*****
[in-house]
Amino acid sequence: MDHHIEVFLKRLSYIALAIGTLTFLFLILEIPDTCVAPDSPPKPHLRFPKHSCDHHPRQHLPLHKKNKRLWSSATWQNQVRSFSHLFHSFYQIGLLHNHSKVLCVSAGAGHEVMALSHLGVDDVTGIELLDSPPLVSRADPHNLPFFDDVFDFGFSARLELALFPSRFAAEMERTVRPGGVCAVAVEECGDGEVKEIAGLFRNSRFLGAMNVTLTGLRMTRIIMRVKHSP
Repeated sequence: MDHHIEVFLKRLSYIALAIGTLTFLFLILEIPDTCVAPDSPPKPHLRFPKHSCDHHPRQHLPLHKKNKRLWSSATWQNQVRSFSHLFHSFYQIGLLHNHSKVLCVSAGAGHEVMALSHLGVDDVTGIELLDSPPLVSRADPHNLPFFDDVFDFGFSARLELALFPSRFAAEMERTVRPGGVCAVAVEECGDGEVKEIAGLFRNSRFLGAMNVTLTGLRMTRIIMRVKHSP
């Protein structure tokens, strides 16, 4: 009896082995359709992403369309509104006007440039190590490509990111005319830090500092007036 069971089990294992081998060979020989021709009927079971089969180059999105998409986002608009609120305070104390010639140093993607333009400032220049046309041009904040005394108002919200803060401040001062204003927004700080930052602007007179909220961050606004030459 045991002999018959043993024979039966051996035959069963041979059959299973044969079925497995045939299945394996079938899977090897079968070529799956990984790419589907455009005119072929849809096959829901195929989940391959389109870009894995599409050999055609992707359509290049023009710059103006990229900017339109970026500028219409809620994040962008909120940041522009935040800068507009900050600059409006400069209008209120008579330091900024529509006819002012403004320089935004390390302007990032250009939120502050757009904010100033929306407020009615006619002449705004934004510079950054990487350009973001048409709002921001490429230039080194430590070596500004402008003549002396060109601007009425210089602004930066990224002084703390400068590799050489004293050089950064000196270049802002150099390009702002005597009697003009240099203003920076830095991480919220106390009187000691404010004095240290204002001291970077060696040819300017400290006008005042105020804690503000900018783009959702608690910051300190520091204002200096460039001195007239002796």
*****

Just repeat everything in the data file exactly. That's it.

[in-house]
Amino acid sequence: MDHHIEVFLKRLSYIALAIGTLTFLFLILEIPDTCVAPDSPPKPHLRFPKHSCDHHPRQHLPLHKKNKRLWSSATWQNQVRSFSHLFHSFYQIGLLHNHSKVLCVSAGAGHEVMALSHLGVDDVTGIELLDSPPLVSRADPHNLPFFDDVFDFGFSARLELALFPSRFAAEMERTVRPGGVCAVAVEECGDGEVKEIAGLFRNSRFLGAMNVTLTGLRMTRIIMRVKHSP
Repeated sequence: MDHHIEVFLKRLSYIALAIGTLTFLFLILEIPDTCVAPDSPPKPHLRFPKHSCDHHPRQHLPLHKKNKRLWSSATWQNQVRSFSHLFHSFYQIGLLHNHSKVLCVSAGAGHEVMALSHLGVDDVTGIELLDSPPLVSRADPHNLPFFDDVFDFGFSARLELALFPSRFAAEMERTVRPGGVCAVAVEECGDGEVKEIAGLFRNSRFLGAMNVTLTGLRMTRIIMRVKHSP
């Protein structure tokens, strides 16, 4: 009896082995359709992403369309509104006007440039190590490509990111005319830090500092007036 069971089990294992081998060979020989021709009927079971089969180059999105998409986002608009609120305070104390010639140093993607333009400032220049046309041009904040005394108002919200803060401040001062204003927004700080930052602007007179909220961050606004030459 045991002999018959043993024979039966051996035959069963041979059959299973044969079925497995045939299945394996079938899977090897079968070529799956990984790419589907455009005119072929849809096959829901195929989940391959389109870009894995599409050999055609992707359509290049023009710059103006990229900017339109970026500028219409809620994040962008909120940041522009935040800068507009900050600059409006400069209008209120008579330091900024529509006819002012403004320089935004390390302007990032250009939120502050757009904010100033929306407020009615006619002449705004934004510079950054990487350009973001048409709002921001490429230039080194430590070596500004402008003549002396060109601007009425210089602004930066990224002084703390400068590799050489004293050089950064000196270049802002150099390009702002005597009697003009240099203003920076830095991480919220106390009187000691404010004095240290204002001291970077060696040819300017400290006008005042105020804690503000900018783009959702608690910051300190520091204002200096460039001195007239002796």